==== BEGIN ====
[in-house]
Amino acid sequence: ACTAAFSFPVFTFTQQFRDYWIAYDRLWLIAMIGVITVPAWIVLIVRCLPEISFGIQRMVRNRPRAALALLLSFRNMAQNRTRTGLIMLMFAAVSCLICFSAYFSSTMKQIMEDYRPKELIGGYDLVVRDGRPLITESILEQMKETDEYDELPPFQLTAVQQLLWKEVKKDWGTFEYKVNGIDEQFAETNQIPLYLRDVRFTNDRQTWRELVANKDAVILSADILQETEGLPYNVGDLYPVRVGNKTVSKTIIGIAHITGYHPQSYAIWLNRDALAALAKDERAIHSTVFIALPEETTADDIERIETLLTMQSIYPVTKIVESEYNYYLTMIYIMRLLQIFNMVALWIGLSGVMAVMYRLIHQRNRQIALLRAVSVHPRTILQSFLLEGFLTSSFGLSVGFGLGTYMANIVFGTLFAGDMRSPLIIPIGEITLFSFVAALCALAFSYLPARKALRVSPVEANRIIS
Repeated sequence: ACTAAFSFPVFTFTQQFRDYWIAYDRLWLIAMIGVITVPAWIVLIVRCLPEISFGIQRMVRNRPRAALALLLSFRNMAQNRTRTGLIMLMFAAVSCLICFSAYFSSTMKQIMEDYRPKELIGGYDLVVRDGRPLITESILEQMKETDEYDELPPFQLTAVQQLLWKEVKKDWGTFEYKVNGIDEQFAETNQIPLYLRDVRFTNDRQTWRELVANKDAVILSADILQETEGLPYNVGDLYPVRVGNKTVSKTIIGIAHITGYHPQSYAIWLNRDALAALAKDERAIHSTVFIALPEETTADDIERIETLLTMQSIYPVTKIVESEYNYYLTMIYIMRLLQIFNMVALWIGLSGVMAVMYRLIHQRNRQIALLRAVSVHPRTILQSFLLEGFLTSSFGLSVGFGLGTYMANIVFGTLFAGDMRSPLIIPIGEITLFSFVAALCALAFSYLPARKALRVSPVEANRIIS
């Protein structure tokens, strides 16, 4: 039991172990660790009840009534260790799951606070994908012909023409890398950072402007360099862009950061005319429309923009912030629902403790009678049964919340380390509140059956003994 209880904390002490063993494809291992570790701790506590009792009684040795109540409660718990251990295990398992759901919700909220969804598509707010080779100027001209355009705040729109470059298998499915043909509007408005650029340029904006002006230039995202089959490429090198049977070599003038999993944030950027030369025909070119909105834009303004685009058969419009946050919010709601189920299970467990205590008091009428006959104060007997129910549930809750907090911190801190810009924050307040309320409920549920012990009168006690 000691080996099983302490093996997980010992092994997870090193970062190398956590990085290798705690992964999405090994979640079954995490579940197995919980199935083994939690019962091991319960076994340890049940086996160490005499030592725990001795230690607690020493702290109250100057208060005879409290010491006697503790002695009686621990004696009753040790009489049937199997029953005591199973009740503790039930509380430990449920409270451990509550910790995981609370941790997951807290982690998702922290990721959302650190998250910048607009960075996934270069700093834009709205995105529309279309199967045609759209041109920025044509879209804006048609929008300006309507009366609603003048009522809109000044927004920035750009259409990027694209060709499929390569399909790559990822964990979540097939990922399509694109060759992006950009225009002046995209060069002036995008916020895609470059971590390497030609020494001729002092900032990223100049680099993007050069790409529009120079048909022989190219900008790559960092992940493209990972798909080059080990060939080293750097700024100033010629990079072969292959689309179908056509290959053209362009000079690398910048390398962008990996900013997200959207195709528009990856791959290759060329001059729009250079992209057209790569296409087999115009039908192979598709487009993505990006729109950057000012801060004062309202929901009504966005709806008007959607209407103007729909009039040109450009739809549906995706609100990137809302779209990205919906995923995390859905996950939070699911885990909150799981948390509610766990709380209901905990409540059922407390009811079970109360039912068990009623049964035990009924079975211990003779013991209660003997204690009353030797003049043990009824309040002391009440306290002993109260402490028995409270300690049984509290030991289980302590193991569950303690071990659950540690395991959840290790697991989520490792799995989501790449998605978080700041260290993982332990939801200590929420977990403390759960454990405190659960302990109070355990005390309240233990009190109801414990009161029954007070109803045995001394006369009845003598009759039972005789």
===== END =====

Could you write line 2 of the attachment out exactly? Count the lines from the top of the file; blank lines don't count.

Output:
Amino acid sequence: ACTAAFSFPVFTFTQQFRDYWIAYDRLWLIAMIGVITVPAWIVLIVRCLPEISFGIQRMVRNRPRAALALLLSFRNMAQNRTRTGLIMLMFAAVSCLICFSAYFSSTMKQIMEDYRPKELIGGYDLVVRDGRPLITESILEQMKETDEYDELPPFQLTAVQQLLWKEVKKDWGTFEYKVNGIDEQFAETNQIPLYLRDVRFTNDRQTWRELVANKDAVILSADILQETEGLPYNVGDLYPVRVGNKTVSKTIIGIAHITGYHPQSYAIWLNRDALAALAKDERAIHSTVFIALPEETTADDIERIETLLTMQSIYPVTKIVESEYNYYLTMIYIMRLLQIFNMVALWIGLSGVMAVMYRLIHQRNRQIALLRAVSVHPRTILQSFLLEGFLTSSFGLSVGFGLGTYMANIVFGTLFAGDMRSPLIIPIGEITLFSFVAALCALAFSYLPARKALRVSPVEANRIIS